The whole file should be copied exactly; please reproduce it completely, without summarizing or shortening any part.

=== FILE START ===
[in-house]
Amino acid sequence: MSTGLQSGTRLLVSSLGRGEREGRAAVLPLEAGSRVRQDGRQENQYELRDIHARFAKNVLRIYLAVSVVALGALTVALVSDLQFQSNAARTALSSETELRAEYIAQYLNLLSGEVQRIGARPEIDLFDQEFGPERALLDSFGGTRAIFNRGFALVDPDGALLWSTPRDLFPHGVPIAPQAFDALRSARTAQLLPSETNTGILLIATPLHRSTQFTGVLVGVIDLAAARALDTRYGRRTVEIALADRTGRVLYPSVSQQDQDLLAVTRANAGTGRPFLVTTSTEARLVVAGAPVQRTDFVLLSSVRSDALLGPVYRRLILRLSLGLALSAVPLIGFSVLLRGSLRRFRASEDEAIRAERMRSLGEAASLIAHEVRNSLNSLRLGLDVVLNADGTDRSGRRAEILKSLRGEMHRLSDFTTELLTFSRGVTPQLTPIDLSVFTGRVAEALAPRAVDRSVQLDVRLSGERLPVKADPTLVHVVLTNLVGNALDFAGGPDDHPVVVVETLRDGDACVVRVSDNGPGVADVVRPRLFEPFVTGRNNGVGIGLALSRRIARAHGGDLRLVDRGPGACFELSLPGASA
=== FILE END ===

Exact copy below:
[in-house]
Amino acid sequence: MSTGLQSGTRLLVSSLGRGEREGRAAVLPLEAGSRVRQDGRQENQYELRDIHARFAKNVLRIYLAVSVVALGALTVALVSDLQFQSNAARTALSSETELRAEYIAQYLNLLSGEVQRIGARPEIDLFDQEFGPERALLDSFGGTRAIFNRGFALVDPDGALLWSTPRDLFPHGVPIAPQAFDALRSARTAQLLPSETNTGILLIATPLHRSTQFTGVLVGVIDLAAARALDTRYGRRTVEIALADRTGRVLYPSVSQQDQDLLAVTRANAGTGRPFLVTTSTEARLVVAGAPVQRTDFVLLSSVRSDALLGPVYRRLILRLSLGLALSAVPLIGFSVLLRGSLRRFRASEDEAIRAERMRSLGEAASLIAHEVRNSLNSLRLGLDVVLNADGTDRSGRRAEILKSLRGEMHRLSDFTTELLTFSRGVTPQLTPIDLSVFTGRVAEALAPRAVDRSVQLDVRLSGERLPVKADPTLVHVVLTNLVGNALDFAGGPDDHPVVVVETLRDGDACVVRVSDNGPGVADVVRPRLFEPFVTGRNNGVGIGLALSRRIARAHGGDLRLVDRGPGACFELSLPGASA